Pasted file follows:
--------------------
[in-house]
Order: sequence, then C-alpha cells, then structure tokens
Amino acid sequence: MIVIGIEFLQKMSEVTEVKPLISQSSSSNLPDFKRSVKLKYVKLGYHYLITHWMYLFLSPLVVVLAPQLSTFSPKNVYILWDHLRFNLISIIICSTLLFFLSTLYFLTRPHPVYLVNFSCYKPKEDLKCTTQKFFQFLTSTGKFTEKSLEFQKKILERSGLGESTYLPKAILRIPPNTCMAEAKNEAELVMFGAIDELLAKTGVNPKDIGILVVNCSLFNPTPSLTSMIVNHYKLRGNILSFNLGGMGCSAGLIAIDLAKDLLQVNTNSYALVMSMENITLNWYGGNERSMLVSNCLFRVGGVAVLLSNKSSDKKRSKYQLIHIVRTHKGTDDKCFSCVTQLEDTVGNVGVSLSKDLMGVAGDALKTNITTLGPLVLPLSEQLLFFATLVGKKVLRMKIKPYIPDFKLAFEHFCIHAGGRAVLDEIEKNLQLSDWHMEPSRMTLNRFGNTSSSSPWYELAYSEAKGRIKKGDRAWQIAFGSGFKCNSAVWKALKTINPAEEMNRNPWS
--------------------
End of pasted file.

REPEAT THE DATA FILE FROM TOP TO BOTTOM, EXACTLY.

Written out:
[in-house]
Order: sequence, then C-alpha cells, then structure tokens
Amino acid sequence: MIVIGIEFLQKMSEVTEVKPLISQSSSSNLPDFKRSVKLKYVKLGYHYLITHWMYLFLSPLVVVLAPQLSTFSPKNVYILWDHLRFNLISIIICSTLLFFLSTLYFLTRPHPVYLVNFSCYKPKEDLKCTTQKFFQFLTSTGKFTEKSLEFQKKILERSGLGESTYLPKAILRIPPNTCMAEAKNEAELVMFGAIDELLAKTGVNPKDIGILVVNCSLFNPTPSLTSMIVNHYKLRGNILSFNLGGMGCSAGLIAIDLAKDLLQVNTNSYALVMSMENITLNWYGGNERSMLVSNCLFRVGGVAVLLSNKSSDKKRSKYQLIHIVRTHKGTDDKCFSCVTQLEDTVGNVGVSLSKDLMGVAGDALKTNITTLGPLVLPLSEQLLFFATLVGKKVLRMKIKPYIPDFKLAFEHFCIHAGGRAVLDEIEKNLQLSDWHMEPSRMTLNRFGNTSSSSPWYELAYSEAKGRIKKGDRAWQIAFGSGFKCNSAVWKALKTINPAEEMNRNPWS